IAM: Washington tax breaks not ‘trade-distorting’
Because of that, it seems unlikely that they are a factor in the World Trade Organization’s new ruling in the trade dispute between the United States and European Union over aerospace subsidies.
“The tax breaks and incentives were carefully crafted to apply to all commercial airplane manufacturers,” leaders of Machinists District Lodge 751 said Wednesday. “That is hardly ‘trade-distorting.'”
The WTO panel reviewing the case released its findings on Wednesday. At this point, the thousand-page document is secret. But reports have emerged that the WTO found that Boeing had received at least some aid that is illegal under WTO rules — however, the amount of aid appears to be far less than the tens of billions of European government aid to Airbus parent company EADS, which the WTO had previously ruled was out-of-bounds.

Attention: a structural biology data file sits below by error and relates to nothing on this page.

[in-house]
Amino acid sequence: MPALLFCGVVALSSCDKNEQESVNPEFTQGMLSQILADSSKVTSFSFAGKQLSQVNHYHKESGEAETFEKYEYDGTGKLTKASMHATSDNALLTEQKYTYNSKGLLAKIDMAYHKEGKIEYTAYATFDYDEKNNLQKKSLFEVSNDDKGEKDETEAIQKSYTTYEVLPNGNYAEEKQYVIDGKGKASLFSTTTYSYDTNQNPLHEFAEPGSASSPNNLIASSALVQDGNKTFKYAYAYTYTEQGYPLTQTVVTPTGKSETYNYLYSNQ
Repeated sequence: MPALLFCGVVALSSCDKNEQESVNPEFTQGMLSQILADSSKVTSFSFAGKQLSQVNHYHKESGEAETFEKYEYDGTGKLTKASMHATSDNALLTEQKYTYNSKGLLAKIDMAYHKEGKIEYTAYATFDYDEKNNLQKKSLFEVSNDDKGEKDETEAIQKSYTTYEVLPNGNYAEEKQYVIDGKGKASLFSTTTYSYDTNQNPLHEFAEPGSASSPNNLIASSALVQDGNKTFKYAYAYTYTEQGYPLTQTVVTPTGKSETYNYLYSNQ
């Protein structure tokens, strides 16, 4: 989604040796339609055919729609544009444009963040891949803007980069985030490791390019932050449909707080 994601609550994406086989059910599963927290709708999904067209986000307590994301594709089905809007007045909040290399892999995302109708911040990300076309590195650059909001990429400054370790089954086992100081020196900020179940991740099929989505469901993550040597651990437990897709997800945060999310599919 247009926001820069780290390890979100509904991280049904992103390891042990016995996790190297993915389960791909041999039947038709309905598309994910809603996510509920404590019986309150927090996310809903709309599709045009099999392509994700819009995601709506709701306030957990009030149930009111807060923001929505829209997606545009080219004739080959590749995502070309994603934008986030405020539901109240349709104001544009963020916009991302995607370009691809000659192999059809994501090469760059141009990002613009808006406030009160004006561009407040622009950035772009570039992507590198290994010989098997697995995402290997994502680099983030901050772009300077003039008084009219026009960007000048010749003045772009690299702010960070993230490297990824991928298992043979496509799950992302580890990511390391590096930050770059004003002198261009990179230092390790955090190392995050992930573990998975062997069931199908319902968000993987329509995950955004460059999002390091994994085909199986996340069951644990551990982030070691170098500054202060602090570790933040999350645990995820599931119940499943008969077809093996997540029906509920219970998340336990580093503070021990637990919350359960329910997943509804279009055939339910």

Washington state approved $3.2 billion in tax breaks for the aerospace industry in 2003, during its successful pursuit of Boeing’s 787 assembly line. But the aid wasn’t limited to Boeing, the union pointed out.
“If Airbus — or Embraer or Bombardier, or one of their suppliers — wants to open a plant here in Washington, they’d enjoy the same incentives that Boeing got,” the union said.
The competing WTO rulings have been an issue in the outgoing political wrangling over the U.S. Air Force‘s aerial refueling tanker contract.
Whatever the world trade panel decides, it doesn’t change the fact that Boeing’s bid is better than EADS’s, the Machinists said. “Boeing’s bid represents the common-sense choice, a proven, combat-ready design that will be built in existing American factories by the best aerospace workers in the world, the Machinists of District 751.”
Formed in Seattle in 1935 to represent hourly workers at Boeing, District 751 now represents 25,000 working men and women at 42 employers across the states of Washington and California.
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